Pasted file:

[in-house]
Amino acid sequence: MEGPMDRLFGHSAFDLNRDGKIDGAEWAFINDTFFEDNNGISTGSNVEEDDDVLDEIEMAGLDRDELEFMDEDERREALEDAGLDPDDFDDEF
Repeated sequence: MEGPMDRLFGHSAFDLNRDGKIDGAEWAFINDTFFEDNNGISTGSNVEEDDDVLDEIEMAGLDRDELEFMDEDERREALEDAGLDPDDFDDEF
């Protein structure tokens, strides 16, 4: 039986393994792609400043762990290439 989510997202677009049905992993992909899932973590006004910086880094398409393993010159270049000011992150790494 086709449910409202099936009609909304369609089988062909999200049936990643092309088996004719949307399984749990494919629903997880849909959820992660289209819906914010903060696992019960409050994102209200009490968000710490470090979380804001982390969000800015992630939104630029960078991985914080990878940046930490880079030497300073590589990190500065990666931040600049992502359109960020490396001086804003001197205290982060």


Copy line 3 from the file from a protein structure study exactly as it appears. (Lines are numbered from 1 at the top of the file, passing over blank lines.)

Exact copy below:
Repeated sequence: MEGPMDRLFGHSAFDLNRDGKIDGAEWAFINDTFFEDNNGISTGSNVEEDDDVLDEIEMAGLDRDELEFMDEDERREALEDAGLDPDDFDDEF